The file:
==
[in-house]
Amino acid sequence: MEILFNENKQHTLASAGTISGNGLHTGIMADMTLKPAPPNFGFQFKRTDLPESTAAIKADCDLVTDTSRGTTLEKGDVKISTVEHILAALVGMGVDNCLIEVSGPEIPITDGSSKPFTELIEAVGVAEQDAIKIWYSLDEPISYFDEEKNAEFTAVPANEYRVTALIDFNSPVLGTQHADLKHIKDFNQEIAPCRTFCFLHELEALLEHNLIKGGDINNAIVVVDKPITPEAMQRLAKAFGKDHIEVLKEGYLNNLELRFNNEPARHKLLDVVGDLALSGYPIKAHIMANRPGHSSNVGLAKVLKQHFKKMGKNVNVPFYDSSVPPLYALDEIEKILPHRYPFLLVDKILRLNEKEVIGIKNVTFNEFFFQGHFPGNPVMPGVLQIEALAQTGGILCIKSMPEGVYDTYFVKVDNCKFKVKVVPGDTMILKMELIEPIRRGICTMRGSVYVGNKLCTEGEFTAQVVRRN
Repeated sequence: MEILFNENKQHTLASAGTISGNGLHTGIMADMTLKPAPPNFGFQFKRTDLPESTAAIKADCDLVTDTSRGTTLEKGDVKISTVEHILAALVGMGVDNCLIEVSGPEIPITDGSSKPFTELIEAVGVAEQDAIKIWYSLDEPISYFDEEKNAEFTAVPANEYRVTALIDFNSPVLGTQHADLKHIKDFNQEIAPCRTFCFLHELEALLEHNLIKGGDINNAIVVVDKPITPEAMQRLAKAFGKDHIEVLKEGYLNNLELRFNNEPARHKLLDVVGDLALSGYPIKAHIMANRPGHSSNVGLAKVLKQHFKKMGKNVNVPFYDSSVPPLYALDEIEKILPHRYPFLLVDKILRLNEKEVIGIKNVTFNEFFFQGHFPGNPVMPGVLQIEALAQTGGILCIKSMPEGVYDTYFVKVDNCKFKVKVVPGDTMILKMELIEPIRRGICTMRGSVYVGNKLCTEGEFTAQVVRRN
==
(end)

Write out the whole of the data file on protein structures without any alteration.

[in-house]
Amino acid sequence: MEILFNENKQHTLASAGTISGNGLHTGIMADMTLKPAPPNFGFQFKRTDLPESTAAIKADCDLVTDTSRGTTLEKGDVKISTVEHILAALVGMGVDNCLIEVSGPEIPITDGSSKPFTELIEAVGVAEQDAIKIWYSLDEPISYFDEEKNAEFTAVPANEYRVTALIDFNSPVLGTQHADLKHIKDFNQEIAPCRTFCFLHELEALLEHNLIKGGDINNAIVVVDKPITPEAMQRLAKAFGKDHIEVLKEGYLNNLELRFNNEPARHKLLDVVGDLALSGYPIKAHIMANRPGHSSNVGLAKVLKQHFKKMGKNVNVPFYDSSVPPLYALDEIEKILPHRYPFLLVDKILRLNEKEVIGIKNVTFNEFFFQGHFPGNPVMPGVLQIEALAQTGGILCIKSMPEGVYDTYFVKVDNCKFKVKVVPGDTMILKMELIEPIRRGICTMRGSVYVGNKLCTEGEFTAQVVRRN
Repeated sequence: MEILFNENKQHTLASAGTISGNGLHTGIMADMTLKPAPPNFGFQFKRTDLPESTAAIKADCDLVTDTSRGTTLEKGDVKISTVEHILAALVGMGVDNCLIEVSGPEIPITDGSSKPFTELIEAVGVAEQDAIKIWYSLDEPISYFDEEKNAEFTAVPANEYRVTALIDFNSPVLGTQHADLKHIKDFNQEIAPCRTFCFLHELEALLEHNLIKGGDINNAIVVVDKPITPEAMQRLAKAFGKDHIEVLKEGYLNNLELRFNNEPARHKLLDVVGDLALSGYPIKAHIMANRPGHSSNVGLAKVLKQHFKKMGKNVNVPFYDSSVPPLYALDEIEKILPHRYPFLLVDKILRLNEKEVIGIKNVTFNEFFFQGHFPGNPVMPGVLQIEALAQTGGILCIKSMPEGVYDTYFVKVDNCKFKVKVVPGDTMILKMELIEPIRRGICTMRGSVYVGNKLCTEGEFTAQVVRRN